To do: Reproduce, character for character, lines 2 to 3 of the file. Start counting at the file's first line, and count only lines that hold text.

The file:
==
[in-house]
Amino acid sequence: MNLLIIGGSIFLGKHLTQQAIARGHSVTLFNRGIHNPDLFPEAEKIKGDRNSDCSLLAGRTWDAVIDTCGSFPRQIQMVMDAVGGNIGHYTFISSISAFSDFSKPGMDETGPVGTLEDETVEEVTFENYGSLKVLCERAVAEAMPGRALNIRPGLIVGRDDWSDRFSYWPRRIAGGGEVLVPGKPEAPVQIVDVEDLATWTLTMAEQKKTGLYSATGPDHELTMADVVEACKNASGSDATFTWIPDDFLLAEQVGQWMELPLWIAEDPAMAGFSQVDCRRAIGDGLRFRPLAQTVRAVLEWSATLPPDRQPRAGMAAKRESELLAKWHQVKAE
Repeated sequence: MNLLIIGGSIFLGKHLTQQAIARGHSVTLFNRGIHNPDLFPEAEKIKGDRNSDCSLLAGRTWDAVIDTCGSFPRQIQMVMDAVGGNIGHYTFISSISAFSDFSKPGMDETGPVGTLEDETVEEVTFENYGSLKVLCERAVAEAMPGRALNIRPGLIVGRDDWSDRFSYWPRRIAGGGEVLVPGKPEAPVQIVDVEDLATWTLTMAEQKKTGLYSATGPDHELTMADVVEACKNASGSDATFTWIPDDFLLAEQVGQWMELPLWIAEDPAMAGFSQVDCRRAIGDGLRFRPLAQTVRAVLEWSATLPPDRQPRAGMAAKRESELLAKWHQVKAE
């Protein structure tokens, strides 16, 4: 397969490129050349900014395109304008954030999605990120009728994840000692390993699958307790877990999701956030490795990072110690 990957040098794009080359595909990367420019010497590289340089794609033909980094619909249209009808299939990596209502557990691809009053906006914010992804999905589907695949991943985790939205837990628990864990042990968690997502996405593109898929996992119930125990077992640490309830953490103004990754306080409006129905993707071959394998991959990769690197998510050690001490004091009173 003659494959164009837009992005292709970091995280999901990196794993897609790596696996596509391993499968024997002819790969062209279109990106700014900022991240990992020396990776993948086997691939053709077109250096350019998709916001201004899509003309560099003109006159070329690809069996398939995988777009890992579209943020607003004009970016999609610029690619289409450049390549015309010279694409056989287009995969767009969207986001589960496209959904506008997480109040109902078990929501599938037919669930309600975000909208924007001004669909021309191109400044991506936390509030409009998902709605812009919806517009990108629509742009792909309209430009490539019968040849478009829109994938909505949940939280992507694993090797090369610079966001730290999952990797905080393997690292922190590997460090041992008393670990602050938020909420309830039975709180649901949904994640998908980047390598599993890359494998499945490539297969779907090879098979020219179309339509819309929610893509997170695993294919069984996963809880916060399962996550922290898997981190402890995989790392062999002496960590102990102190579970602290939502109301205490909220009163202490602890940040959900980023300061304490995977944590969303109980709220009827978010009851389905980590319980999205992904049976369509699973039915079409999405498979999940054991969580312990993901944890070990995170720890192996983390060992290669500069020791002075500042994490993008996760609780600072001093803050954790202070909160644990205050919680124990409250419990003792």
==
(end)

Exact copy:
Amino acid sequence: MNLLIIGGSIFLGKHLTQQAIARGHSVTLFNRGIHNPDLFPEAEKIKGDRNSDCSLLAGRTWDAVIDTCGSFPRQIQMVMDAVGGNIGHYTFISSISAFSDFSKPGMDETGPVGTLEDETVEEVTFENYGSLKVLCERAVAEAMPGRALNIRPGLIVGRDDWSDRFSYWPRRIAGGGEVLVPGKPEAPVQIVDVEDLATWTLTMAEQKKTGLYSATGPDHELTMADVVEACKNASGSDATFTWIPDDFLLAEQVGQWMELPLWIAEDPAMAGFSQVDCRRAIGDGLRFRPLAQTVRAVLEWSATLPPDRQPRAGMAAKRESELLAKWHQVKAE
Repeated sequence: MNLLIIGGSIFLGKHLTQQAIARGHSVTLFNRGIHNPDLFPEAEKIKGDRNSDCSLLAGRTWDAVIDTCGSFPRQIQMVMDAVGGNIGHYTFISSISAFSDFSKPGMDETGPVGTLEDETVEEVTFENYGSLKVLCERAVAEAMPGRALNIRPGLIVGRDDWSDRFSYWPRRIAGGGEVLVPGKPEAPVQIVDVEDLATWTLTMAEQKKTGLYSATGPDHELTMADVVEACKNASGSDATFTWIPDDFLLAEQVGQWMELPLWIAEDPAMAGFSQVDCRRAIGDGLRFRPLAQTVRAVLEWSATLPPDRQPRAGMAAKRESELLAKWHQVKAE